Abstract

Gold salts of monovalent gold (AU I) with a gold-sulfur ligand (aurothiolates) are the only form of gold currently in use for the management of Rheumatoid Arthritis (RA). Aurothiolates have limited success and are associated with a high incidence of side effects. Metallic gold (AUo) is non-toxic and used extensively in dentistry. Monoatomic metallic gold is generated in vivo from AUI salts, during oxydation to AU III. Monoatomic gold tends to form clusters of colloid particles. It is postulated that the active ingredient in aurotherapy is AUo and the side effects are caused by AU III. To test this postulate, 10 RA patients with long standing erosive bone disease not responding to previous treatment, were recruited from a private practice. Clinical and laboratory evaluation were performed prior to oral administration of 30 mg of colloidal metallic gold daily, and thereafter weekly for 4 weeks and monthly for an additional 5 months. There was no clinical or laboratory evidence of toxicity in any of the patients.

The effects of the colloidal gold on tenderness and swelling of joints were rapid and dramatic, with a significant decrease in both parameters after the first week, which persisted during the study period. The mean scores for tenderness and swelling were respectively for the pre-and post- 1 week = 58.8 and 18.2 (p<0.01); and 42.5 and 15.9 (p<0.01).

By 24 weeks of gold administration, the mean scores were 10 times lower than pre-treatment levels being respectively 5.4 and 3.3 for tenderness and swelling. As a group, there were significant improvement of functional status after 24 weeks of gold therapy: 3 patients were in clinical remission and one patients status improved from totally disabled to full-time work. Evaluated individually, 9 of 10 patients improved markedly after 24 weeks of colloidal gold at 30 mg/day. Cytokines interleukin-6 (IL-6) and Tumor necrosis factor (TNFa) were significantly suppressed by the colloidal gold with pre- and post-24 week mean values of 270 and 104 (p<0.05) for IL-6; and 207 and 74 (p<0.05) for TNFa. The results of this open trial in 10 patients with long standing erosive RA not responding to previous treatment support the postulate that colloidal gold is indeed the active ingredient in aurothiolate therapy, and that the side effects are mainly due to the trivalent gold (AU III) generated by oxydation of AU I. Colloidal metallic gold could become an effective and safte alternative to the aurothiolates in the management of RA patients. Keywords: rheumatoid arthritis, colloidal metallic gold.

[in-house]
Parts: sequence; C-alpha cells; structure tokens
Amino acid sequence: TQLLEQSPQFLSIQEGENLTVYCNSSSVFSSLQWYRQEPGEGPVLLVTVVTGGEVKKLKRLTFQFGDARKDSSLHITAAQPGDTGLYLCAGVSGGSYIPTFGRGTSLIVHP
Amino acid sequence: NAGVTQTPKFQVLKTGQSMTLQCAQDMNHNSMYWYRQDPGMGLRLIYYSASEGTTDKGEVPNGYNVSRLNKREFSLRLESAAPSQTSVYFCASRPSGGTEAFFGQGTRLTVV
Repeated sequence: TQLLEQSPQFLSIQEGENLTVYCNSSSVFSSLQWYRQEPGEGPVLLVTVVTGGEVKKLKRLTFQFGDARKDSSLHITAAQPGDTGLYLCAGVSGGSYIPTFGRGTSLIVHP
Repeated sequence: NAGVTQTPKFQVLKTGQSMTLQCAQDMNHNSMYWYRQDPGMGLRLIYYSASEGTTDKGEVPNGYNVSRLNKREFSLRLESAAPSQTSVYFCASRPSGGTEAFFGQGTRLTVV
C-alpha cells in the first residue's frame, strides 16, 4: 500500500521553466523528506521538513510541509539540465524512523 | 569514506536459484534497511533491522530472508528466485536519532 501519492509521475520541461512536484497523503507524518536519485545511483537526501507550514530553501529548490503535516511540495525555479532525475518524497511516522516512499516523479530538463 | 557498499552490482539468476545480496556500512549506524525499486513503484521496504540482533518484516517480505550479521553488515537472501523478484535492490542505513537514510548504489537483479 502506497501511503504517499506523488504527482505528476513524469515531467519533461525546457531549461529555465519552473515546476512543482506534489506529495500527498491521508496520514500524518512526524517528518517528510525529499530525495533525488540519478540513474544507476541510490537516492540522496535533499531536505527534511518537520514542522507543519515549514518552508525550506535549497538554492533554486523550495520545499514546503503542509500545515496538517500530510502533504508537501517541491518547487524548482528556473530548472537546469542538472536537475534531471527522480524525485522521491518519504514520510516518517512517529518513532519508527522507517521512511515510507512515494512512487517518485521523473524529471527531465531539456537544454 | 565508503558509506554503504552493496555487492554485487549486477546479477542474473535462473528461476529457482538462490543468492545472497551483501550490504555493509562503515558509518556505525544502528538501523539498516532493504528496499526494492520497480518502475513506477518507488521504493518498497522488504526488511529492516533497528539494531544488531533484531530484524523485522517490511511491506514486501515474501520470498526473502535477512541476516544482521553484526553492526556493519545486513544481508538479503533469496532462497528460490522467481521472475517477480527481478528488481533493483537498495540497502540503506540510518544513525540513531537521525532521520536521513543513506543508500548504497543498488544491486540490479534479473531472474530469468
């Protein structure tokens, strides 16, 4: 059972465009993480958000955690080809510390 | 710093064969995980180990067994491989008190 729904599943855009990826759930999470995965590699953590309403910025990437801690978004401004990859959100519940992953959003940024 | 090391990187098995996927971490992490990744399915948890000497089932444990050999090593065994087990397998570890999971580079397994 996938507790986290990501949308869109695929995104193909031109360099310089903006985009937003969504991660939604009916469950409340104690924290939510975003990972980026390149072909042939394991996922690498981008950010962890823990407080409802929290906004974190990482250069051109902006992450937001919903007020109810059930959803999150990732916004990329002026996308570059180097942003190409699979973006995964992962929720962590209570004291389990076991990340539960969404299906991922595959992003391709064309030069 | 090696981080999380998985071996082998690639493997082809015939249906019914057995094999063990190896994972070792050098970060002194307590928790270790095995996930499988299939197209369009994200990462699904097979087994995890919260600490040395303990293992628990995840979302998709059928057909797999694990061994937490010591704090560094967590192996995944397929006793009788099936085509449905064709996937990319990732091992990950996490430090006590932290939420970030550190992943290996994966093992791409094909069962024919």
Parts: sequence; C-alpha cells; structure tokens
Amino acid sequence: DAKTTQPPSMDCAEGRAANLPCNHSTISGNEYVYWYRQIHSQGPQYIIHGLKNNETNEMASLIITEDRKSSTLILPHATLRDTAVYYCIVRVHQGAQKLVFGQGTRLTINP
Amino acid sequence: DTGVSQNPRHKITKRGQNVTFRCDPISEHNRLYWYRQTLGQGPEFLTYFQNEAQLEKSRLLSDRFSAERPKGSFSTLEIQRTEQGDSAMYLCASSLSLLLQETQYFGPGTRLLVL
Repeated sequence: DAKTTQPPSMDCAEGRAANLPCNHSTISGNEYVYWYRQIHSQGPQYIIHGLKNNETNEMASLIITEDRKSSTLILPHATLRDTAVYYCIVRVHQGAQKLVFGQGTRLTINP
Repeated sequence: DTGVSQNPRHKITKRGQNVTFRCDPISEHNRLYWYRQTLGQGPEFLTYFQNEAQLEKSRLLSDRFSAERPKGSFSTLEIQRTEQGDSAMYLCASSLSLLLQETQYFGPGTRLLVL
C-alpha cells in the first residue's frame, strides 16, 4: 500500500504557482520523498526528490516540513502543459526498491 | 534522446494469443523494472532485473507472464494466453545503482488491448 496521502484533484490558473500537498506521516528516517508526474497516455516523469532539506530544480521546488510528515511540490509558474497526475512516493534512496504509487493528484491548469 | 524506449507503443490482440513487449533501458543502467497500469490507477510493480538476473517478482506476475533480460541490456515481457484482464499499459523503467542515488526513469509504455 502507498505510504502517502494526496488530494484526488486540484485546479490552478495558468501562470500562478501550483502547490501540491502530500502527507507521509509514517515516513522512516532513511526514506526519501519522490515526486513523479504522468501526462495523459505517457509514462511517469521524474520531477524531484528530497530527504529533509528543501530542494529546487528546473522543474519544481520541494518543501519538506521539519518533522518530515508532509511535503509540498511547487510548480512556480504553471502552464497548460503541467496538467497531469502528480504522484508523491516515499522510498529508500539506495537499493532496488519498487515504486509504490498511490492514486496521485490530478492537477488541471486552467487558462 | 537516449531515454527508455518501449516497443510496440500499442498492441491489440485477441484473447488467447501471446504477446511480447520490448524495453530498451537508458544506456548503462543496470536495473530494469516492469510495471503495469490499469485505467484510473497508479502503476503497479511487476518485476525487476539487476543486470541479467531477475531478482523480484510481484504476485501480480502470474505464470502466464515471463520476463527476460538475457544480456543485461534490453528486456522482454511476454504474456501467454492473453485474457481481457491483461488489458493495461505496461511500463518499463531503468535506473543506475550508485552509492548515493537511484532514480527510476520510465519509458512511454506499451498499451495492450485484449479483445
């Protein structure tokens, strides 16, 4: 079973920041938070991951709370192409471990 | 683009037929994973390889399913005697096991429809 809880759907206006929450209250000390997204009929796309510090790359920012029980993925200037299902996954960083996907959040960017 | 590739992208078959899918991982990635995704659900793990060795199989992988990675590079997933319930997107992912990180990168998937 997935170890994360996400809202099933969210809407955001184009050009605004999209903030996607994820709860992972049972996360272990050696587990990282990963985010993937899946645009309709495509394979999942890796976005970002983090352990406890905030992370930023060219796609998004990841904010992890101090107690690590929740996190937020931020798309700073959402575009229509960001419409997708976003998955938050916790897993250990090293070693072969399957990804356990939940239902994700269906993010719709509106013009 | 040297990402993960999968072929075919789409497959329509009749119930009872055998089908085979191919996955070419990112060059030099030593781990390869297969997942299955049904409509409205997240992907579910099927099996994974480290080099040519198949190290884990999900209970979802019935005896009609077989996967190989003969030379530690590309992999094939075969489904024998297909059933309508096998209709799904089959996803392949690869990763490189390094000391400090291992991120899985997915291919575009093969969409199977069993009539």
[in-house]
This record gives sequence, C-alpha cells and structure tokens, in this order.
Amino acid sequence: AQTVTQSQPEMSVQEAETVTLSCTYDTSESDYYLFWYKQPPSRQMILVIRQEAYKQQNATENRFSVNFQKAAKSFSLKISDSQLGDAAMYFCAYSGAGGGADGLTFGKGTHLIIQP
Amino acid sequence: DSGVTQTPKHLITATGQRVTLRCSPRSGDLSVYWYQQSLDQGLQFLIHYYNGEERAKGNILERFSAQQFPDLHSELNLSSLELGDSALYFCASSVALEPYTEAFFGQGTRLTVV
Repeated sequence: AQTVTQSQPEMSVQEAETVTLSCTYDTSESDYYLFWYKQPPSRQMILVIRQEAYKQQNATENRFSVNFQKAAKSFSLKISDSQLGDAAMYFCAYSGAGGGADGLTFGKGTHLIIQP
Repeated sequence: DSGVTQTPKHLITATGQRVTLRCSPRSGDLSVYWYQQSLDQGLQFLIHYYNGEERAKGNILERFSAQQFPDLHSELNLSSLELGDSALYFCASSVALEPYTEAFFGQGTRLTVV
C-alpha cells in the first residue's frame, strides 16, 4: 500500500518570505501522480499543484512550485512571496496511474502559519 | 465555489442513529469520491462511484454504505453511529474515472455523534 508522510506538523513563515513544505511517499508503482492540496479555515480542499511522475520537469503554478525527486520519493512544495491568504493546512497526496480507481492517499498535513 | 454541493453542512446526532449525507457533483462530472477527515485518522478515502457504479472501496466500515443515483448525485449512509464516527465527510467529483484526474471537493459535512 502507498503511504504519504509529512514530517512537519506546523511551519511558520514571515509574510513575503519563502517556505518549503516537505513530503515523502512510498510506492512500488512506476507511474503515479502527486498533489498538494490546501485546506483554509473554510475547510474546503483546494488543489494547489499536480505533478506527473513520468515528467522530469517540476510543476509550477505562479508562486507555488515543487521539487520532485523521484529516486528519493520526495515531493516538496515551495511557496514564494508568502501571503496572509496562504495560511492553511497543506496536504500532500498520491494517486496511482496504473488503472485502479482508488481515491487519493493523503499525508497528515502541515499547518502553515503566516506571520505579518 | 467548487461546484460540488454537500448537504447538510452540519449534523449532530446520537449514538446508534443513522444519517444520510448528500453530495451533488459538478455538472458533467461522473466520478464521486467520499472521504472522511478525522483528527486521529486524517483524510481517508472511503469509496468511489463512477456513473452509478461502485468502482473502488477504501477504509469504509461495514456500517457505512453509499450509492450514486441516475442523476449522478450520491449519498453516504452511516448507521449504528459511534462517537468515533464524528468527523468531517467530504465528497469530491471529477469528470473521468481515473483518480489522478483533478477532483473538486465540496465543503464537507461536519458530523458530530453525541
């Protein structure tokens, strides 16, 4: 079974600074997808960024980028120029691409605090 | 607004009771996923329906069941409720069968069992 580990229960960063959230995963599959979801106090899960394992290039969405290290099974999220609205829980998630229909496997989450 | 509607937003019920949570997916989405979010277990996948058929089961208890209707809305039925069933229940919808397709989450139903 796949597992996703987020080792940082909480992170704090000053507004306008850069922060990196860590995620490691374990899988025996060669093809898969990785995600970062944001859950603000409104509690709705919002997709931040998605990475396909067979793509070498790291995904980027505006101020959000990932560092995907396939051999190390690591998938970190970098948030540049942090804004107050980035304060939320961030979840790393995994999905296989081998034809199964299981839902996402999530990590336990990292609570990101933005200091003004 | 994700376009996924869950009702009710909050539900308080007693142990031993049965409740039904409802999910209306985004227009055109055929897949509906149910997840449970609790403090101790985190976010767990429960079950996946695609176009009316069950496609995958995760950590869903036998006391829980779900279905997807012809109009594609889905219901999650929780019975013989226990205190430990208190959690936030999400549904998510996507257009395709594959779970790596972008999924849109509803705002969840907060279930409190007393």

Introduction

Aurothiolates have been used in the treatment of rheumatoid arthritis (RA) since their introduction by Forestier in 1929 (1). In a follow-up publication, Forestier reported that the only forms of gold effective in the management of RA were organic compounds containing monovalent cathionic gold (AU I) covently bound to a sulfur moiety (aurothiolates), and given by weekly intramuscular injection to achieve a total cummulative dose of 2.5 to 3 gm (2). He stated that colloidal gold was ineffective, but did not mention the dosage, the form of colloidal gold, whether metallic or cathionic, neither the method of administration. Several subsequent reports by various investigators have confirmed the short term efficacy of the parenteral forms of aurothiolates in RA (3), but in more recently published clinical studies with the parenteral aurothiolates, several side effects were reported: Pulmonary damage (4-7), myelotoxicity, leukopenia, thrombocytopenia, and anemia (8-12). In a recent longitudinal study of 822 RA patients receiving parenteral aurothiolate therapy over a 5 year period (13), no statistical improvement was observed in two outcome variables evaluated: functional assessment and number of painful joints. In an attempt to minimize the side effects of injectable gold complexes, an oral preparation was introduced in 1976 (14). However, this preparation caused diarrhea/loose stools in 50% of the patients, was less effective than the parenteral forms of aurothiolates and produce the same side effects as the injectable forms of gold salts although to a lesser extent.